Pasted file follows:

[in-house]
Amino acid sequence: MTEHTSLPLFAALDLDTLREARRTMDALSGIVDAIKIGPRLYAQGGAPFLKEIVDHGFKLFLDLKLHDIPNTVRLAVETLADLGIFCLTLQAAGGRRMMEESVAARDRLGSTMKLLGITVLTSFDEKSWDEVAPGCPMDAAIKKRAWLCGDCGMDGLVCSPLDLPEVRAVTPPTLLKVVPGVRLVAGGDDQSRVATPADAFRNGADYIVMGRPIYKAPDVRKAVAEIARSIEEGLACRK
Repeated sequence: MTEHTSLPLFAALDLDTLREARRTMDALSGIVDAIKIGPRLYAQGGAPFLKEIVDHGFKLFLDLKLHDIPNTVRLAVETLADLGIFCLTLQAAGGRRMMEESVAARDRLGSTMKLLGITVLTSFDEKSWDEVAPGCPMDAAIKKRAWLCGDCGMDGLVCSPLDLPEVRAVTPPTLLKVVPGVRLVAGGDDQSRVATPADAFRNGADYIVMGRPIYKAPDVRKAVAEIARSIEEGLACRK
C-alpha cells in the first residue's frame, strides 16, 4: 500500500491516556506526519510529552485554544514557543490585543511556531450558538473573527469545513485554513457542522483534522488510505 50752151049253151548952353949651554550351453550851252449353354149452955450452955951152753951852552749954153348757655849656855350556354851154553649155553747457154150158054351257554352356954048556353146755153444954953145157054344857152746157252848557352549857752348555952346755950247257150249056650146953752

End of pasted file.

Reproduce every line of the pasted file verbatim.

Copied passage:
[in-house]
Amino acid sequence: MTEHTSLPLFAALDLDTLREARRTMDALSGIVDAIKIGPRLYAQGGAPFLKEIVDHGFKLFLDLKLHDIPNTVRLAVETLADLGIFCLTLQAAGGRRMMEESVAARDRLGSTMKLLGITVLTSFDEKSWDEVAPGCPMDAAIKKRAWLCGDCGMDGLVCSPLDLPEVRAVTPPTLLKVVPGVRLVAGGDDQSRVATPADAFRNGADYIVMGRPIYKAPDVRKAVAEIARSIEEGLACRK
Repeated sequence: MTEHTSLPLFAALDLDTLREARRTMDALSGIVDAIKIGPRLYAQGGAPFLKEIVDHGFKLFLDLKLHDIPNTVRLAVETLADLGIFCLTLQAAGGRRMMEESVAARDRLGSTMKLLGITVLTSFDEKSWDEVAPGCPMDAAIKKRAWLCGDCGMDGLVCSPLDLPEVRAVTPPTLLKVVPGVRLVAGGDDQSRVATPADAFRNGADYIVMGRPIYKAPDVRKAVAEIARSIEEGLACRK
C-alpha cells in the first residue's frame, strides 16, 4: 500500500491516556506526519510529552485554544514557543490585543511556531450558538473573527469545513485554513457542522483534522488510505 50752151049253151548952353949651554550351453550851252449353354149452955450452955951152753951852552749954153348757655849656855350556354851154553649155553747457154150158054351257554352356954048556353146755153444954953145157054344857152746157252848557352549857752348555952346755950247257150249056650146953752